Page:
From Antietam to Chancellorsville: September 1862 to May 1863
Battle of Antietam
Can that be accounted for by the simple fact that Americans were fighting each other?
No. The total casualties on the Union side came to 2,010 killed, 9,416 wounded, and 1,043 missing, for a total of 12,469. Confederate losses are harder to be named with certainty, partly because there had been so many desertions, but it was at least equal to the Northern loss. Therefore, we can say, with little hesitation, that roughly 25,000 Americans were killed, wounded, or went missing in one day’s battle. Let us compare that to other terrible days in American history.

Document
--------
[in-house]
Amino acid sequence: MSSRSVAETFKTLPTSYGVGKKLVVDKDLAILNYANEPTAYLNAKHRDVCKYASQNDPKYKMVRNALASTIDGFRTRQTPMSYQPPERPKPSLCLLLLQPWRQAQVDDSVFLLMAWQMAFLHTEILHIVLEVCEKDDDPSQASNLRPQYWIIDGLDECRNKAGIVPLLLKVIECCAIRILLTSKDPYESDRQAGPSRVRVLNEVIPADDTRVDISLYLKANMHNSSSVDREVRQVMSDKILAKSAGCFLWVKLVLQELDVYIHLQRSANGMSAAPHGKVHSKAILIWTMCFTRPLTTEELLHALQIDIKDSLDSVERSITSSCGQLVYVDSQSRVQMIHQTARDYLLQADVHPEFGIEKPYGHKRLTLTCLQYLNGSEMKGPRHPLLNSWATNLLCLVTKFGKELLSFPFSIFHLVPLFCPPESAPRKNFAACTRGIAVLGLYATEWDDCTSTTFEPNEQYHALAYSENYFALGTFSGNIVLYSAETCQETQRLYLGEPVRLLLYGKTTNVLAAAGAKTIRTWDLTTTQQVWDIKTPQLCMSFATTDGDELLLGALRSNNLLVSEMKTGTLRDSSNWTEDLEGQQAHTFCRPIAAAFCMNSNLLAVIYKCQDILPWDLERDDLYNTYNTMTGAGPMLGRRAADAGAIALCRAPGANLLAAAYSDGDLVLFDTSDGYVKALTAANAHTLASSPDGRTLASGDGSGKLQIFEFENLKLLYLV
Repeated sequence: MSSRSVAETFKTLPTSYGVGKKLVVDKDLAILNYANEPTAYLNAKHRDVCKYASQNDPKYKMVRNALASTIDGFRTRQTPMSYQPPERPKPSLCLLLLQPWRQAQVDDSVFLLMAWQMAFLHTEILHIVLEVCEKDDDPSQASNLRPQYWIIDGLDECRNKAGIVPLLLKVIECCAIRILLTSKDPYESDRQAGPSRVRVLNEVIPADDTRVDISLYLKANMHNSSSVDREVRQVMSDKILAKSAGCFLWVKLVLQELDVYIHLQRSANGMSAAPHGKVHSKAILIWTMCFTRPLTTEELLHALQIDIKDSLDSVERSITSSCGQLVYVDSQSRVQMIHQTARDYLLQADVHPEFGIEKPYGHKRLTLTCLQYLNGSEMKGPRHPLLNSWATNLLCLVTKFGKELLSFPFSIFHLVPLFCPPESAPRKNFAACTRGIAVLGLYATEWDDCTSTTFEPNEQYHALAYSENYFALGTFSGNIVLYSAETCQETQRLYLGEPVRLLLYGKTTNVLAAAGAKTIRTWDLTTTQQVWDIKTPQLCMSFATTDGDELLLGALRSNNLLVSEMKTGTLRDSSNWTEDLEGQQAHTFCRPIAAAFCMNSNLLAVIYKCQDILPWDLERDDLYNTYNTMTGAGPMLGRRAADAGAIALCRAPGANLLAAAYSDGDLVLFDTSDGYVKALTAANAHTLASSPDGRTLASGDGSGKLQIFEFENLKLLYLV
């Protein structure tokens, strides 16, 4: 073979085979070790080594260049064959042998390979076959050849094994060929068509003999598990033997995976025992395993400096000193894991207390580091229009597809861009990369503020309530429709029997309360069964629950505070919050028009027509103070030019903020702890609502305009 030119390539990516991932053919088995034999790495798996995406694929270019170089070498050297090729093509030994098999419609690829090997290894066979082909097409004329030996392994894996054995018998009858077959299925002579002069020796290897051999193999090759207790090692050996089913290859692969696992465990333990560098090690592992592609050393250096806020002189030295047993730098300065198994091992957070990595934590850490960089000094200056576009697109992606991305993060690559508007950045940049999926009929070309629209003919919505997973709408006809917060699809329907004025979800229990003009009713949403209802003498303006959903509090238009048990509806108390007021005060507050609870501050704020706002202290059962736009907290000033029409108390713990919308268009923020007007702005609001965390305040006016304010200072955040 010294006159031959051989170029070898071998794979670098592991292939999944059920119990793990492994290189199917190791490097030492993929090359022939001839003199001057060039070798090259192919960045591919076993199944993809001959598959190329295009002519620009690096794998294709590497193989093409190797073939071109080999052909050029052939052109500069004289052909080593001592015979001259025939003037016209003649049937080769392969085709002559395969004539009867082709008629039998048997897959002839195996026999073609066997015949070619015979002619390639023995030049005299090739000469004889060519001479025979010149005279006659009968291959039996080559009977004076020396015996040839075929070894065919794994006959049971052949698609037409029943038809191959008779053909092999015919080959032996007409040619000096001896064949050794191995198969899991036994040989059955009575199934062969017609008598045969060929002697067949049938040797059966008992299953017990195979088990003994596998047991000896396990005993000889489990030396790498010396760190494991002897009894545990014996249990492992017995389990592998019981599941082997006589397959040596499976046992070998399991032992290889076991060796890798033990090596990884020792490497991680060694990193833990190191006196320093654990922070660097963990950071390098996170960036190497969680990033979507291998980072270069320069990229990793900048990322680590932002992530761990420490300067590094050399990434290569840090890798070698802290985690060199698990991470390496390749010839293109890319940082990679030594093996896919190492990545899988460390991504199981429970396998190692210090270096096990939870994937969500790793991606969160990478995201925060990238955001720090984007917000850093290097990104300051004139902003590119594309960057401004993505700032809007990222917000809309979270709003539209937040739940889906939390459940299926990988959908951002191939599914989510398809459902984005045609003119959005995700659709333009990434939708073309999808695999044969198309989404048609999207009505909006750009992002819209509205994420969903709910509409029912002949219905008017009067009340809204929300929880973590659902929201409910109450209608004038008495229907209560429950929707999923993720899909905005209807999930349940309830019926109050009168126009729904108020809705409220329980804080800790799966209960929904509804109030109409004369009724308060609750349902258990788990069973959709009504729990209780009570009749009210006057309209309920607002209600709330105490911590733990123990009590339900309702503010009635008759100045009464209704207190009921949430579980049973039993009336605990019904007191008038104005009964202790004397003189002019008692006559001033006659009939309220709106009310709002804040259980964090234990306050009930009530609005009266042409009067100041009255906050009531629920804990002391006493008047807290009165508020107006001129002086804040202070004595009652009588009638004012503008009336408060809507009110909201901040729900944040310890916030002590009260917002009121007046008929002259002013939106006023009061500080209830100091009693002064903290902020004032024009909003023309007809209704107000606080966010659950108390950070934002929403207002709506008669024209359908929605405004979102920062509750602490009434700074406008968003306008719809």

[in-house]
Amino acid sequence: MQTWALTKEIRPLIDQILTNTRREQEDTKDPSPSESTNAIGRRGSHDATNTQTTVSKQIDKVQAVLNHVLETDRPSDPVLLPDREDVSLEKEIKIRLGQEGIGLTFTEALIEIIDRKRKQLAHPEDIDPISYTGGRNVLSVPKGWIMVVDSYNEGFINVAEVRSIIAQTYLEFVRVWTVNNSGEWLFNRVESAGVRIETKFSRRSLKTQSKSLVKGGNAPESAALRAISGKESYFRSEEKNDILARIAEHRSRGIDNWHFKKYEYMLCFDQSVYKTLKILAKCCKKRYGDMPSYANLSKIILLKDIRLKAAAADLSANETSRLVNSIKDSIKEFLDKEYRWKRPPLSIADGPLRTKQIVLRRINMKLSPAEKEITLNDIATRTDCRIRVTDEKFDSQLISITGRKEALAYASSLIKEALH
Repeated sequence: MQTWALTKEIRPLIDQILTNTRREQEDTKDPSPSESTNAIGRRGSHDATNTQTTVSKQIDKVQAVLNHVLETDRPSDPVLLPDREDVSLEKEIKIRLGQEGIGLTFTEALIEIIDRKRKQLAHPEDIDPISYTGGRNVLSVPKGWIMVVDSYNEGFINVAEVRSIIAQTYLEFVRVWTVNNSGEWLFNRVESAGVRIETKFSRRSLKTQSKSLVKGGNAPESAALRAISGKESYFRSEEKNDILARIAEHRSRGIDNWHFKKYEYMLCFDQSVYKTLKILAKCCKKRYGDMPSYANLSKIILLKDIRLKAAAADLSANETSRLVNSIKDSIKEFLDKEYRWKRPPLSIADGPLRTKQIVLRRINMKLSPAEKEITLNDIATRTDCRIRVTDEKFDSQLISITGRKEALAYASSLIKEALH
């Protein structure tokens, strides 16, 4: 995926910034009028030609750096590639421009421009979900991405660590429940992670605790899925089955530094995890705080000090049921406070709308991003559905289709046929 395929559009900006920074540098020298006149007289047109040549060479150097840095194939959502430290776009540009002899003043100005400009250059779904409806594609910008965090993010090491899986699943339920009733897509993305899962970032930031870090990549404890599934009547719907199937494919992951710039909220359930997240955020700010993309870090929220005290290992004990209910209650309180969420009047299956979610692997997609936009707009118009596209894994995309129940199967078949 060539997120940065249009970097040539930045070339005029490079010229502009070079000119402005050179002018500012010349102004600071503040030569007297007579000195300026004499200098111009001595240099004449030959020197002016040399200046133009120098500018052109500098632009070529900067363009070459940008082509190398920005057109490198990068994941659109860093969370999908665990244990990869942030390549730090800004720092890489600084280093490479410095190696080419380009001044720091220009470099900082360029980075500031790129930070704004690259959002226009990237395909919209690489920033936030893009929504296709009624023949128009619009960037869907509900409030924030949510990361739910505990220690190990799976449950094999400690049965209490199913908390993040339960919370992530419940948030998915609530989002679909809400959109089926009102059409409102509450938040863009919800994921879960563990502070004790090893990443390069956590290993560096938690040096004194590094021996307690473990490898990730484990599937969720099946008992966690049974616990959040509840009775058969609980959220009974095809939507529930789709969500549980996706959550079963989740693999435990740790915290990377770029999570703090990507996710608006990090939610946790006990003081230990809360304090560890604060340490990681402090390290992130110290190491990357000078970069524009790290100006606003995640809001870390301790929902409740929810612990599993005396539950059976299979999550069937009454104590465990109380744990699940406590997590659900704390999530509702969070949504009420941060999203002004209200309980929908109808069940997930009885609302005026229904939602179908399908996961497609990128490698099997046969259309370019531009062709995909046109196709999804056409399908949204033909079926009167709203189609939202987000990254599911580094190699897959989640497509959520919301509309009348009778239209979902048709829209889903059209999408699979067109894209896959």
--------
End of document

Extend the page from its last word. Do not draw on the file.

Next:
On December 7, 1941, 2,386 Americans died when the Japanese bombed Pearl Harbor. That was indeed a black day in American history, but it did not come close, either in relative or in absolute terms, to the blood that flowed at Antietam. On September 11, 2001, 2,996 Americans were killed in the immediate aftermath of the terrorist attacks on the World Trade Center in New York City. While it was a horrific scene, and day, it does not approach the losses at Antietam. And even at the height of the Second World War, when the United States fought on two fronts—the battle-hardened Germans on one and the fanatical Japanese on the other—there was no day in which the casualty number or percentage came even close.
Antietam stands alone.